“Is Google God?” asked New York Times columnist Thomas Friedman a while back, and it appears the verdict is in. Last week’s launch of Google Maps whipped up a chorus of geekish hosannas so devout you half expect to get to the site and come face-to-face with Christ on a Segway. That the actual content turns out to be, well, MapQuest, basically—flashier, more user-friendly, but the same familiar product in every way that matters—only underlines the point. Gearheads aren’t loving Google Maps so much for what it does as for what it confirms: Google’s accelerating transformation from mere search engine into the next best thing to deity—a collective, universal memory.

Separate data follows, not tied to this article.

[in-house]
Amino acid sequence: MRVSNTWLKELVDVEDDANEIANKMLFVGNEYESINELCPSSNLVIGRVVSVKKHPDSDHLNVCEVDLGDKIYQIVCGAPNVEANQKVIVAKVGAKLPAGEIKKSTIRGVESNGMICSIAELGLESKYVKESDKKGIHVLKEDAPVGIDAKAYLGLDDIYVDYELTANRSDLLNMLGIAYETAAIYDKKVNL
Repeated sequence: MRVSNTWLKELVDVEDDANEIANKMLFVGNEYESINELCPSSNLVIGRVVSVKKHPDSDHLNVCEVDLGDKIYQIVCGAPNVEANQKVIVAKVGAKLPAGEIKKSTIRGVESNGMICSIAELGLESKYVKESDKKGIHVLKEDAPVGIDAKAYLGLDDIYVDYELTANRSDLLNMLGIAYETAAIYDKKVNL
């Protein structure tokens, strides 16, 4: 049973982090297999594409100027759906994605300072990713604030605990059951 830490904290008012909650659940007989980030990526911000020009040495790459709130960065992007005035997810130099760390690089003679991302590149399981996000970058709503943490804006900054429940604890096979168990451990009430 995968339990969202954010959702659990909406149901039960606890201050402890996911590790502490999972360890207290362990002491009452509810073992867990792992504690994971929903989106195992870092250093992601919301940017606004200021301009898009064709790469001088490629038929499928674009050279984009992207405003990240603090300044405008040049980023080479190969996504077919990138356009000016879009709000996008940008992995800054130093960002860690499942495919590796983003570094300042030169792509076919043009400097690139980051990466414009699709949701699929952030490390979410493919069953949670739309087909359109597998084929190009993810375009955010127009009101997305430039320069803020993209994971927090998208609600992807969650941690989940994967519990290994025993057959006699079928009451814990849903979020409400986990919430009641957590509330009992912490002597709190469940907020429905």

Seriously. Even before Google’s IPO bathed the company in cash, founders Larry Page and Sergey Brin were vowing “to make all of the world’s information accessible to anyone with a Web browser,” and Page was openly contemplating how cool it would be to have a Google chip implanted in your brain. Post-IPO, the company has launched a slew of expansions, among them Google Video (TV programs searchable by closed-caption text), Google Desktop Search (sift through your own hard drive), and the ambitious Google Print (love child of a recent deal to digitize and index the contents of half a dozen major university libraries). Wherever will it end? Google Public Surveillance Cams? Google Personal Genome Maps? Google Where the Fuck Are My Keys? Even that brain chip idea isn’t sounding so wacky anymore. Google has already become a kind of mental prosthesis, lazily relied on for feats of recall until it comes to feel as much a part of our minds as not. And this too might be taken as a sign of Google’s incipient divinity—except that some of us don’t even get that intimate with God.